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'No cuts' to cover Cairns hospital blowout

AAP logoAAP 20/09/2016 Jamie McKinnell

There will be "no major cuts" at the Cairns Hospital to fix an $80 million budget deficit after its board members resigned over the ballooning financial problems, Health Minister Cameron Dick says.

Mr Dick last week issued board members an ultimatum, demanding they justify their continued employment, after an Ernst and Young report found the Cairns and Hinterland Hospital and Health Service was facing an $80 million projected deficit for 2016/17.

Board members resigned on Monday, citing the loss of the minister's confidence.

"We now need to work out a plan for that hospital and health service to ensure that it operates sustainably into the future," Mr Dick said on Tuesday.

An administrator will be appointed to oversee the service.

"There will be no major cuts, there will be nothing like that," Mr Dick said.

"What we need to do is work through to ensure the hospital and health system up there in Cairns can work in a financially-sustainable fashion."

Mr Dick said board members had done the right thing taking responsibility for the financial issues.

He said the problem was unique to the Cairns hospital and other regions' health services did not face financial trouble.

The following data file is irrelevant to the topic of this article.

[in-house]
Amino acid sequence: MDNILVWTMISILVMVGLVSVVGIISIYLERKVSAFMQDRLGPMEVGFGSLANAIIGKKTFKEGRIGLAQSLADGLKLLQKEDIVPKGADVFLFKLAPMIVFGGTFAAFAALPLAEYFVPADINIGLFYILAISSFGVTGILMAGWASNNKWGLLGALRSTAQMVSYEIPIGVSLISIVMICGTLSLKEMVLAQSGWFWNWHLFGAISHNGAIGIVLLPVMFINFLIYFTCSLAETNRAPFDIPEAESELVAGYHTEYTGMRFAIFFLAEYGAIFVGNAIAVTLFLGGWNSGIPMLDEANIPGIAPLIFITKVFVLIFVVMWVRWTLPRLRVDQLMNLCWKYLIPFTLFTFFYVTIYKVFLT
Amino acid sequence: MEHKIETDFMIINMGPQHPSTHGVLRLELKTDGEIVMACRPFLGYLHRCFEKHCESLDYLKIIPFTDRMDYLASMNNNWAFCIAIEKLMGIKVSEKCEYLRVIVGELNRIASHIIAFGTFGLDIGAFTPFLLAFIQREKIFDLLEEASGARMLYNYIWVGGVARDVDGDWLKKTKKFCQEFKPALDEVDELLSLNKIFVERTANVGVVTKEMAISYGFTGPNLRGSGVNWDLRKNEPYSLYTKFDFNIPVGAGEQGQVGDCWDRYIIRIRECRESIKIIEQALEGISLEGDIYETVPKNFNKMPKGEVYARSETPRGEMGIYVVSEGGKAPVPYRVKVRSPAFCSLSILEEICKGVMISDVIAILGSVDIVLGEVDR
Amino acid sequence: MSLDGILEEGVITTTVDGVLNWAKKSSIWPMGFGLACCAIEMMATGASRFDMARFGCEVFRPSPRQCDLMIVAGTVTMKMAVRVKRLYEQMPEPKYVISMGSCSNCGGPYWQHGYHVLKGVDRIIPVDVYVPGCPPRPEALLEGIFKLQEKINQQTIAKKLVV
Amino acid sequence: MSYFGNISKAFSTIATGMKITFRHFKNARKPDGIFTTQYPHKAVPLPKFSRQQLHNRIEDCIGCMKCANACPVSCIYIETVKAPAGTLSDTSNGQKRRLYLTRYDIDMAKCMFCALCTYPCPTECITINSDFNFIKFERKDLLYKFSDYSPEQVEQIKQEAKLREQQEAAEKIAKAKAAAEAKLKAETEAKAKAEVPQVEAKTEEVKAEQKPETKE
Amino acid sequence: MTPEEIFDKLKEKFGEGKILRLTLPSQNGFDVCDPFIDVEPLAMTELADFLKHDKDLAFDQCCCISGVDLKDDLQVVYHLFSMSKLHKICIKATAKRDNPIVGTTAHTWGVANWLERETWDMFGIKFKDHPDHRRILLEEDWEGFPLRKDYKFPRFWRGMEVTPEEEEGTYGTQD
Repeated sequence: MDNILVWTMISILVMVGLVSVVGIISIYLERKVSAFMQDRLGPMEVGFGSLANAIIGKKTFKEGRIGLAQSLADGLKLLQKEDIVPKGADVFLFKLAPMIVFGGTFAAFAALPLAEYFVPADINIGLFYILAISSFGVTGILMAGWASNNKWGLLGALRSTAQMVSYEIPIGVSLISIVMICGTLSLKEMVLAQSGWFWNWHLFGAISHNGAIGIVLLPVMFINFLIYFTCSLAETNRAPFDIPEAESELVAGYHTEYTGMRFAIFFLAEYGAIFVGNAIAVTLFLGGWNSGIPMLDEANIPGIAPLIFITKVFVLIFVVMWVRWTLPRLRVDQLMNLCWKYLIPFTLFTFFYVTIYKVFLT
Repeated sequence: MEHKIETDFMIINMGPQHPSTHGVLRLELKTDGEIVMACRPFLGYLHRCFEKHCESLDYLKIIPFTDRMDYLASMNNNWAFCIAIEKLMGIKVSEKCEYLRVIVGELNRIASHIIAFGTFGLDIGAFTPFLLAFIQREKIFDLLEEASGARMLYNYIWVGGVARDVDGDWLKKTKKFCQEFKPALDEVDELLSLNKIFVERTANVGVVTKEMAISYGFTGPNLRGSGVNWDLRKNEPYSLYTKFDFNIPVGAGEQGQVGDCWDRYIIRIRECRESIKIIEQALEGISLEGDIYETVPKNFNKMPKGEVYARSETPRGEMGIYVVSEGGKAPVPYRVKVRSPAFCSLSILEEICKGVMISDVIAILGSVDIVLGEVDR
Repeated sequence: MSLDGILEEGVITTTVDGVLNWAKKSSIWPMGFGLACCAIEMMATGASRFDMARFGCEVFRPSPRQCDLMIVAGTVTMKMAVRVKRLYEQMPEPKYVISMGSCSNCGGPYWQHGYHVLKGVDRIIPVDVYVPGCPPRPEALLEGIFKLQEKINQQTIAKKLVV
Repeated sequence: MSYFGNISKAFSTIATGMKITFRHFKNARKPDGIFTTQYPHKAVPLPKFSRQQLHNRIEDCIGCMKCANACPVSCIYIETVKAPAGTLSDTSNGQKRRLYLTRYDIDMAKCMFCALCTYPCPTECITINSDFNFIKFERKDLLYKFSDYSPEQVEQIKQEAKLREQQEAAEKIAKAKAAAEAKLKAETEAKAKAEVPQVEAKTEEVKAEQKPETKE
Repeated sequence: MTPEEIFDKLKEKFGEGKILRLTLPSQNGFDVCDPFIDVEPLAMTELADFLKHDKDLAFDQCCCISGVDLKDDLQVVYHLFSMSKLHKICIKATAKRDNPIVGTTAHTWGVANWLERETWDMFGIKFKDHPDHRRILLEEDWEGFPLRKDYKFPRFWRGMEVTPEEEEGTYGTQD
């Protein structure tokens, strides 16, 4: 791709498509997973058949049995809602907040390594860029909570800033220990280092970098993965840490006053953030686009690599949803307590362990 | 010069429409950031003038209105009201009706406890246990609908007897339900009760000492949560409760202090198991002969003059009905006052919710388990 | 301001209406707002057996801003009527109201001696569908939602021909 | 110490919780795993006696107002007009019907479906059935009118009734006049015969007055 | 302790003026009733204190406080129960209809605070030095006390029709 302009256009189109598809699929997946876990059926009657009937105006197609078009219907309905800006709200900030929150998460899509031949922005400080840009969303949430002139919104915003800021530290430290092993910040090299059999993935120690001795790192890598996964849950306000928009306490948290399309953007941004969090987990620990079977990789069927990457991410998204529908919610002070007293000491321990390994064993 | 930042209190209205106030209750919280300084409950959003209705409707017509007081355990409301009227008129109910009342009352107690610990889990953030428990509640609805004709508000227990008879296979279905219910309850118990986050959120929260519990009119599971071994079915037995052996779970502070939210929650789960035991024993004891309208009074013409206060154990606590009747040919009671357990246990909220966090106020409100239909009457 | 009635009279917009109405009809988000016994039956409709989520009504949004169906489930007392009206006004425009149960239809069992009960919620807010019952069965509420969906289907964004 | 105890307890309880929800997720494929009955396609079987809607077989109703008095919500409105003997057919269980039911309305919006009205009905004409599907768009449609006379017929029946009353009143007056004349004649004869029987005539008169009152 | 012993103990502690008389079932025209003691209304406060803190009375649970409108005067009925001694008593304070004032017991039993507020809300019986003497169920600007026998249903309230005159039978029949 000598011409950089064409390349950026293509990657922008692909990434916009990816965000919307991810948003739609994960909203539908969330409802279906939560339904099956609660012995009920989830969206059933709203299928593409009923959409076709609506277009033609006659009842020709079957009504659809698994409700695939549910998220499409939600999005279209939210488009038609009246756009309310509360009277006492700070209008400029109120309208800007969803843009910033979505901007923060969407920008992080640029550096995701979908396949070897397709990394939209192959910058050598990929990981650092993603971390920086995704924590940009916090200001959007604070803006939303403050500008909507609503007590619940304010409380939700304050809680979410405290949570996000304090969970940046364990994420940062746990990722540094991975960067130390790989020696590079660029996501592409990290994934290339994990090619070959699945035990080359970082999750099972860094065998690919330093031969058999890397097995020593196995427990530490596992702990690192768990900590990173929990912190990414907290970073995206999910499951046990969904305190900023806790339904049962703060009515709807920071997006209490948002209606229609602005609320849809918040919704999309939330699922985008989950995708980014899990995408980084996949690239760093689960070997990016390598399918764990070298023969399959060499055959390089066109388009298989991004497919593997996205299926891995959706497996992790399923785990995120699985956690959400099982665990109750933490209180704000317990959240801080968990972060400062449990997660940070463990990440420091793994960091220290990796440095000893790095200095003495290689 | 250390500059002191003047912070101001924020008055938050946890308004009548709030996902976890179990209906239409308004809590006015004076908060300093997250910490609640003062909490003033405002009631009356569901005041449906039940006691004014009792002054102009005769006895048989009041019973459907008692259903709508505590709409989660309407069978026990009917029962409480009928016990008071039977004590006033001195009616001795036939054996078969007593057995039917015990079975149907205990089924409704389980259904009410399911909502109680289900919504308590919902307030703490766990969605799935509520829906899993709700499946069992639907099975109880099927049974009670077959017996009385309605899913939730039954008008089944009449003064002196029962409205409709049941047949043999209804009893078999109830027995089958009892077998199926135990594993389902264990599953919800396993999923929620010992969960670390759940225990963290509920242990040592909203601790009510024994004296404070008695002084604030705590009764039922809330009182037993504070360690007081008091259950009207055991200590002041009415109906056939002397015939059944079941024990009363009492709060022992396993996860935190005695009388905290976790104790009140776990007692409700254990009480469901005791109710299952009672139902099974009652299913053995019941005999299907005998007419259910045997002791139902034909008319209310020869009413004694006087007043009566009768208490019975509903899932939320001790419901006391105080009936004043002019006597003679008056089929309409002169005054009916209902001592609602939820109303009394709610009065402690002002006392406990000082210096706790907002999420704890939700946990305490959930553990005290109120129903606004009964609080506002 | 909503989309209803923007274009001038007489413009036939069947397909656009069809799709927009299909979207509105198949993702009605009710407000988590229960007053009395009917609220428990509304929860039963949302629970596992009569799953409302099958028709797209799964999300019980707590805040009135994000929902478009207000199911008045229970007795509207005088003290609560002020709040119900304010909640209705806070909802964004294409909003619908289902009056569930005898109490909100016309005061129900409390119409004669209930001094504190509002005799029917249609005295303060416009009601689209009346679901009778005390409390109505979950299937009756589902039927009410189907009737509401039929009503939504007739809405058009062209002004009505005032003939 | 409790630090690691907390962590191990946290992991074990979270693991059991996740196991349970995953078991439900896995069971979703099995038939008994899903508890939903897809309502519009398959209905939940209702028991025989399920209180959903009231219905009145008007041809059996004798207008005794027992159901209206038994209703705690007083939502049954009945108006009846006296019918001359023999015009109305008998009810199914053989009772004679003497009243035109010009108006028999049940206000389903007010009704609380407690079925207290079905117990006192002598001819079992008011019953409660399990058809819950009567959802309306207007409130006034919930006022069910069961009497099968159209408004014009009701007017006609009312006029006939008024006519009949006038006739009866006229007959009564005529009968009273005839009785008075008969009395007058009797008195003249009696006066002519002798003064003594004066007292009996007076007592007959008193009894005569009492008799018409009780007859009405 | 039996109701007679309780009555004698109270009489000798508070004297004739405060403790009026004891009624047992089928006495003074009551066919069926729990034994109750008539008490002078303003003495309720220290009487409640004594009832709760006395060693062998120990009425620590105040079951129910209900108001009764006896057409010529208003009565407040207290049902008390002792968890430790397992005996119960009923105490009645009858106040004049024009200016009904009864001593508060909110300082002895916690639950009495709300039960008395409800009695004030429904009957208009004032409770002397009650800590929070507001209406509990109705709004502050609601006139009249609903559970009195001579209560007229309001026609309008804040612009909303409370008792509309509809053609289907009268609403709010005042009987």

Opposition leader Tim Nicholls demanded Mr Dick release the Ernst and Young report.

"We're yet to see what is says about what's gone wrong and what the recommendations are," he said.

"It looks like we're going back to the bad old days of health under Queensland Labor."

Mr Nicholls said the report's public release would ensure Queenslanders could have confidence in the state's health administration.

LNP health spokesman John-Paul Langbroek said there would need to be "strong actions" under the administrator to reel in the deficit.

Treasurer and Mulgrave MP Curtis Pitt said he expected the hospital to continue providing services .

The region's health budget had increased by $110 million, or 16 per cent, under the Palaszczuk government, he said.

"The health minister is going to have to manage that budget," Mr Pitt said.

"The health minister will work across his portfolio to ensure the services are being delivered to the extent people expect in those local communities."

In announcing the resignations, the service's chairwoman Carolyn Eagle said Ernst and Young had identified areas where savings could be made without impacting front line care.

"There is more budgetary work to be done," she said.

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